Kamilló Lendvay

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Kamilló Lendvay (28 December 1928 − 30 November 2016) was a prominent award-winning Hungarian composer, conductor, and music educator of the 20th and 21st centuries whose works have been performed throughout the world, including in the United States, Europe, and Asia.[1][2][3]

Lendvay was born in Budapest and attended the Franz Liszt Academy of Music from 1949 to 1957, where he studied with János Viski and László Somogyi.[3] He began his career in Szeged as a conductor, music coach, and director of the choir at Szeged Opera [4] and then was musical director of the State Puppet Theatre from 1960 to 1966, musical director of the Hungarian Army Art Ensemble from 1966 to 1968, and conductor and (from 1972) musical director of the Budapest Operetta Theatre from 1970 to 1974. He was a professor at the Liszt Academy from 1972 to 1992, where he was head of the music theory department from 1976.[3]

"That musicians, not only myself, find enjoyment in my work has always been my guiding principle. Also, I have never compromised in matters of style, regardless of prevailing fashion or the presumed taste of the public, or other considerations. My law is the unity between theme, harmony, and form. In my many decades of composition, I remained faithful to these principles."[5]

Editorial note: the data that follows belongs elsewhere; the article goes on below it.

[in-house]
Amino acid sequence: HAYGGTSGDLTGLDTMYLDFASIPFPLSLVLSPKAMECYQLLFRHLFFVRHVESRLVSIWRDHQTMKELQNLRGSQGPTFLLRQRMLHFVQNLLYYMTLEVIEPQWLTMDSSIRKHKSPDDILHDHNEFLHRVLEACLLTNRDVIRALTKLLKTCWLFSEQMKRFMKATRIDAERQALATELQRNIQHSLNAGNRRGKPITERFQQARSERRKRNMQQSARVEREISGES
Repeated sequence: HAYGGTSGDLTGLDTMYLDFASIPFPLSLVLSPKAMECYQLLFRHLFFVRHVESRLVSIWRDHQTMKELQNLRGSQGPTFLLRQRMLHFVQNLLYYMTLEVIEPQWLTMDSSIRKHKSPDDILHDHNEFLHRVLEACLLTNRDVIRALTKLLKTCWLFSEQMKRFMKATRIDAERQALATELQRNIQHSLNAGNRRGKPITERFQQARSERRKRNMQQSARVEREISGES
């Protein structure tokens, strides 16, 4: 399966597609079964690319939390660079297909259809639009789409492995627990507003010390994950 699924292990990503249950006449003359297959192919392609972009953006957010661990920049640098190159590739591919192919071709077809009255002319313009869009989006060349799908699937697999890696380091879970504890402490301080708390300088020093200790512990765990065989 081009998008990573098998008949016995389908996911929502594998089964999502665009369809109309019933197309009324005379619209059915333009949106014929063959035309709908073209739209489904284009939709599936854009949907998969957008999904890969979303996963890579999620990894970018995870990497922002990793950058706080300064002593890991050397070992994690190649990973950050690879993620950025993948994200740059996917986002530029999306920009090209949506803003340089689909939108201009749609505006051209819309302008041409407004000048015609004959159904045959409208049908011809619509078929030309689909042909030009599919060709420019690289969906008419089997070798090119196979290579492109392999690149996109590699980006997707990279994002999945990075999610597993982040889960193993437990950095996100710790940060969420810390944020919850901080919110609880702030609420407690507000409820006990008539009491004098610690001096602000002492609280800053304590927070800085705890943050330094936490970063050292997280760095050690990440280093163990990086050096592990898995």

He received, among others, the following awards:[4] Erkel Prize (1962, 1964, 1978), Grand Prix International du Disque Lyrique (1979), Merited Artist (1981), Bartók-Pásztory Award (1989, 2005), Excellent Artist (1996), Silver Pen Award (1998), Kossuth Prize (1998), and Artisjus Music Award (2003).[3]

References[edit]

  1. ^ "BMC - Magyar Zenei Információs Központ". Budapest Music Centre. Retrieved 2 December 2016.
  2. ^ "Kamilló Lendvay - Notable Alumni". zeneakademia.hu. Retrieved 2 December 2016.
  3. ^ a b c d "Lendvay profile: Universal Music Publishing Classical". umpgclassical.com. Retrieved 2 December 2016.
  4. ^ a b "Stormworks® Europe Kamilló Lendvay". Archived from the original on 16 July 2011. Retrieved 2 December 2016.
  5. ^ Biography, kamillolendvay.hu; accessed 2 December 2016.

External links[edit]